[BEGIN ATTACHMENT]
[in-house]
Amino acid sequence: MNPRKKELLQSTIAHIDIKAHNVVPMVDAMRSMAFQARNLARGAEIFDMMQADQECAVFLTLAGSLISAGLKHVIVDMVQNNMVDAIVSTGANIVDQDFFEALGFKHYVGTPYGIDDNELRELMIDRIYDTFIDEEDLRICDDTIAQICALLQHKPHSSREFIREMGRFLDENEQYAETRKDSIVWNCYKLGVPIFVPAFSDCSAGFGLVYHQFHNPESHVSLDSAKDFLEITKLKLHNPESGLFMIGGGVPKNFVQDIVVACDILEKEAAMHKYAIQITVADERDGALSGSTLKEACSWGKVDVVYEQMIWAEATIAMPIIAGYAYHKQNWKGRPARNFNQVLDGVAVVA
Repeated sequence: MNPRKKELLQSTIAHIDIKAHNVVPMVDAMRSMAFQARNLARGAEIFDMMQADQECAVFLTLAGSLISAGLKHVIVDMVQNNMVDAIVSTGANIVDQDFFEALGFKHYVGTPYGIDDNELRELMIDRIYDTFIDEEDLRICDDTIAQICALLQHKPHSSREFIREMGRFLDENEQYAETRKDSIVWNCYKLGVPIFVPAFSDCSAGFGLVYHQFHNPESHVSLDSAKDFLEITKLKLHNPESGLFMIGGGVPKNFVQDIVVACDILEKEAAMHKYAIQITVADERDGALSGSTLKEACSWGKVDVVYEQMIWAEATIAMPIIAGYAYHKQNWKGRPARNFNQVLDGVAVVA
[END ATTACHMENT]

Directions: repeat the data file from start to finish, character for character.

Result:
[in-house]
Amino acid sequence: MNPRKKELLQSTIAHIDIKAHNVVPMVDAMRSMAFQARNLARGAEIFDMMQADQECAVFLTLAGSLISAGLKHVIVDMVQNNMVDAIVSTGANIVDQDFFEALGFKHYVGTPYGIDDNELRELMIDRIYDTFIDEEDLRICDDTIAQICALLQHKPHSSREFIREMGRFLDENEQYAETRKDSIVWNCYKLGVPIFVPAFSDCSAGFGLVYHQFHNPESHVSLDSAKDFLEITKLKLHNPESGLFMIGGGVPKNFVQDIVVACDILEKEAAMHKYAIQITVADERDGALSGSTLKEACSWGKVDVVYEQMIWAEATIAMPIIAGYAYHKQNWKGRPARNFNQVLDGVAVVA
Repeated sequence: MNPRKKELLQSTIAHIDIKAHNVVPMVDAMRSMAFQARNLARGAEIFDMMQADQECAVFLTLAGSLISAGLKHVIVDMVQNNMVDAIVSTGANIVDQDFFEALGFKHYVGTPYGIDDNELRELMIDRIYDTFIDEEDLRICDDTIAQICALLQHKPHSSREFIREMGRFLDENEQYAETRKDSIVWNCYKLGVPIFVPAFSDCSAGFGLVYHQFHNPESHVSLDSAKDFLEITKLKLHNPESGLFMIGGGVPKNFVQDIVVACDILEKEAAMHKYAIQITVADERDGALSGSTLKEACSWGKVDVVYEQMIWAEATIAMPIIAGYAYHKQNWKGRPARNFNQVLDGVAVVA